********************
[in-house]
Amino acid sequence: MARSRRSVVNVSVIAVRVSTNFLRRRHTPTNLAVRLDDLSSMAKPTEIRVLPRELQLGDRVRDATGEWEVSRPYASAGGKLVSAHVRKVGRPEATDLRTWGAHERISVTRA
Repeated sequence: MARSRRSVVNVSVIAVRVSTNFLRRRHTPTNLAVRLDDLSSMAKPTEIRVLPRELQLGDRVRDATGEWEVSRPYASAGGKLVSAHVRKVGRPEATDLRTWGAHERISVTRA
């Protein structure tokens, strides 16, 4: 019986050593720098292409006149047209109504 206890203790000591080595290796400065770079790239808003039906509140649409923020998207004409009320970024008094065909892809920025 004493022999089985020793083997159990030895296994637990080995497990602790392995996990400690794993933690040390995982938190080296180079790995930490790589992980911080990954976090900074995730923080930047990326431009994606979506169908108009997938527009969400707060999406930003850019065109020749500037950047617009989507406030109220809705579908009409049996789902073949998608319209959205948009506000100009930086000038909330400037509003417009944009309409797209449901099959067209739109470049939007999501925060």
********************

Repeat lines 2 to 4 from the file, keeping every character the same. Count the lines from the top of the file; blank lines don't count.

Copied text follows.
Amino acid sequence: MARSRRSVVNVSVIAVRVSTNFLRRRHTPTNLAVRLDDLSSMAKPTEIRVLPRELQLGDRVRDATGEWEVSRPYASAGGKLVSAHVRKVGRPEATDLRTWGAHERISVTRA
Repeated sequence: MARSRRSVVNVSVIAVRVSTNFLRRRHTPTNLAVRLDDLSSMAKPTEIRVLPRELQLGDRVRDATGEWEVSRPYASAGGKLVSAHVRKVGRPEATDLRTWGAHERISVTRA
């Protein structure tokens, strides 16, 4: 019986050593720098292409006149047209109504 206890203790000591080595290796400065770079790239808003039906509140649409923020998207004409009320970024008094065909892809920025 004493022999089985020793083997159990030895296994637990080995497990602790392995996990400690794993933690040390995982938190080296180079790995930490790589992980911080990954976090900074995730923080930047990326431009994606979506169908108009997938527009969400707060999406930003850019065109020749500037950047617009989507406030109220809705579908009409049996789902073949998608319209959205948009506000100009930086000038909330400037509003417009944009309409797209449901099959067209739109470049939007999501925060």